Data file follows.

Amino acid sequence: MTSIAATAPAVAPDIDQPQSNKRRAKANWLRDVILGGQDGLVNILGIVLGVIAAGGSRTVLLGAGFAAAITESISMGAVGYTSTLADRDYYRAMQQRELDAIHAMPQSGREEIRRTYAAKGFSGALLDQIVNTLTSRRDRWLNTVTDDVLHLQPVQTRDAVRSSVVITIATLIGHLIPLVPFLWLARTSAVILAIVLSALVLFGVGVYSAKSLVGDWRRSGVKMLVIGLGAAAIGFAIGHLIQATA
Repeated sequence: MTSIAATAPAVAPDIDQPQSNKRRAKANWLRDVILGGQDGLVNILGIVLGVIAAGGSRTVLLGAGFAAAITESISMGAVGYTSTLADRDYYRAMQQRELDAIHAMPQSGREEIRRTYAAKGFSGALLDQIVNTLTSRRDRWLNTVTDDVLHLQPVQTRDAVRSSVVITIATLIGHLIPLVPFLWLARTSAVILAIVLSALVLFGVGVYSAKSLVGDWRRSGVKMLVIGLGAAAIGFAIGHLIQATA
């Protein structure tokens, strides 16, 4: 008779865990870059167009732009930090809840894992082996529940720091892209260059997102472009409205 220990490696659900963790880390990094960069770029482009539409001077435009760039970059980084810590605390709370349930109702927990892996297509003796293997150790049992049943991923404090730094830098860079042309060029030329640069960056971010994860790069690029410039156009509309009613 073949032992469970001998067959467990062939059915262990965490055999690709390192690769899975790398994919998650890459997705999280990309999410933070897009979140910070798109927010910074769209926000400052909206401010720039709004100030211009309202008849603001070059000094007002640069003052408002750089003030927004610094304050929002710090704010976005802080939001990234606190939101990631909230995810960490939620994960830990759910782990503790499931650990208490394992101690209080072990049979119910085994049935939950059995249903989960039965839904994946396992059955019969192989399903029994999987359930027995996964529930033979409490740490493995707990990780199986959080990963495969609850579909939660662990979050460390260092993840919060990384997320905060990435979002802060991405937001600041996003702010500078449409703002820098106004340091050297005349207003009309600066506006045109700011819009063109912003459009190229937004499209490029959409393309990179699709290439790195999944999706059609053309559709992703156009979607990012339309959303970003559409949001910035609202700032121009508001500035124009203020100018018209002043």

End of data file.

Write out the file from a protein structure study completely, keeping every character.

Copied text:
Amino acid sequence: MTSIAATAPAVAPDIDQPQSNKRRAKANWLRDVILGGQDGLVNILGIVLGVIAAGGSRTVLLGAGFAAAITESISMGAVGYTSTLADRDYYRAMQQRELDAIHAMPQSGREEIRRTYAAKGFSGALLDQIVNTLTSRRDRWLNTVTDDVLHLQPVQTRDAVRSSVVITIATLIGHLIPLVPFLWLARTSAVILAIVLSALVLFGVGVYSAKSLVGDWRRSGVKMLVIGLGAAAIGFAIGHLIQATA
Repeated sequence: MTSIAATAPAVAPDIDQPQSNKRRAKANWLRDVILGGQDGLVNILGIVLGVIAAGGSRTVLLGAGFAAAITESISMGAVGYTSTLADRDYYRAMQQRELDAIHAMPQSGREEIRRTYAAKGFSGALLDQIVNTLTSRRDRWLNTVTDDVLHLQPVQTRDAVRSSVVITIATLIGHLIPLVPFLWLARTSAVILAIVLSALVLFGVGVYSAKSLVGDWRRSGVKMLVIGLGAAAIGFAIGHLIQATA
């Protein structure tokens, strides 16, 4: 008779865990870059167009732009930090809840894992082996529940720091892209260059997102472009409205 220990490696659900963790880390990094960069770029482009539409001077435009760039970059980084810590605390709370349930109702927990892996297509003796293997150790049992049943991923404090730094830098860079042309060029030329640069960056971010994860790069690029410039156009509309009613 073949032992469970001998067959467990062939059915262990965490055999690709390192690769899975790398994919998650890459997705999280990309999410933070897009979140910070798109927010910074769209926000400052909206401010720039709004100030211009309202008849603001070059000094007002640069003052408002750089003030927004610094304050929002710090704010976005802080939001990234606190939101990631909230995810960490939620994960830990759910782990503790499931650990208490394992101690209080072990049979119910085994049935939950059995249903989960039965839904994946396992059955019969192989399903029994999987359930027995996964529930033979409490740490493995707990990780199986959080990963495969609850579909939660662990979050460390260092993840919060990384997320905060990435979002802060991405937001600041996003702010500078449409703002820098106004340091050297005349207003009309600066506006045109700011819009063109912003459009190229937004499209490029959409393309990179699709290439790195999944999706059609053309559709992703156009979607990012339309959303970003559409949001910035609202700032121009508001500035124009203020100018018209002043």